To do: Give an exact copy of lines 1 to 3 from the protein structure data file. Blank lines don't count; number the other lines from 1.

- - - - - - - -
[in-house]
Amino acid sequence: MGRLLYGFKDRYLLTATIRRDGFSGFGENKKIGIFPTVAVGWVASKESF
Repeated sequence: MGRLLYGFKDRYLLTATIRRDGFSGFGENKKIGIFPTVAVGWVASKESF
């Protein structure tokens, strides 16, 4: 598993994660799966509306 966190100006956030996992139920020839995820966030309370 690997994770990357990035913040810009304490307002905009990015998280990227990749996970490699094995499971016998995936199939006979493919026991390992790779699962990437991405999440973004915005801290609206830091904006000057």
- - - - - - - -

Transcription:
[in-house]
Amino acid sequence: MGRLLYGFKDRYLLTATIRRDGFSGFGENKKIGIFPTVAVGWVASKESF
Repeated sequence: MGRLLYGFKDRYLLTATIRRDGFSGFGENKKIGIFPTVAVGWVASKESF